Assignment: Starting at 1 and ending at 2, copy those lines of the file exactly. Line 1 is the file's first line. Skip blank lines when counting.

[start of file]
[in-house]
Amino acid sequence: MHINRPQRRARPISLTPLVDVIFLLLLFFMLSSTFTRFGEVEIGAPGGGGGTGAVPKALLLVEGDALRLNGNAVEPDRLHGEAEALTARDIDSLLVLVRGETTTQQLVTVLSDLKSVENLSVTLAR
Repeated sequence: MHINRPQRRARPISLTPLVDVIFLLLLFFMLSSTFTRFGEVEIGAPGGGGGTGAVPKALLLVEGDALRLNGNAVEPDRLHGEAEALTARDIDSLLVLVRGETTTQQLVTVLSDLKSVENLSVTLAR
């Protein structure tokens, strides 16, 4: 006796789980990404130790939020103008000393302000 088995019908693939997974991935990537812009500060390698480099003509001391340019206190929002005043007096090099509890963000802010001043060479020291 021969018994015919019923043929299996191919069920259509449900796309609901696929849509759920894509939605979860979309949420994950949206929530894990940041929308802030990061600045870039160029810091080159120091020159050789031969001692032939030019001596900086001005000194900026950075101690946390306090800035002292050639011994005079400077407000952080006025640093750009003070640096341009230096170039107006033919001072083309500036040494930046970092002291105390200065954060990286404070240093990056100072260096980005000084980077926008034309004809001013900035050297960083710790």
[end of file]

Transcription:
[in-house]
Amino acid sequence: MHINRPQRRARPISLTPLVDVIFLLLLFFMLSSTFTRFGEVEIGAPGGGGGTGAVPKALLLVEGDALRLNGNAVEPDRLHGEAEALTARDIDSLLVLVRGETTTQQLVTVLSDLKSVENLSVTLAR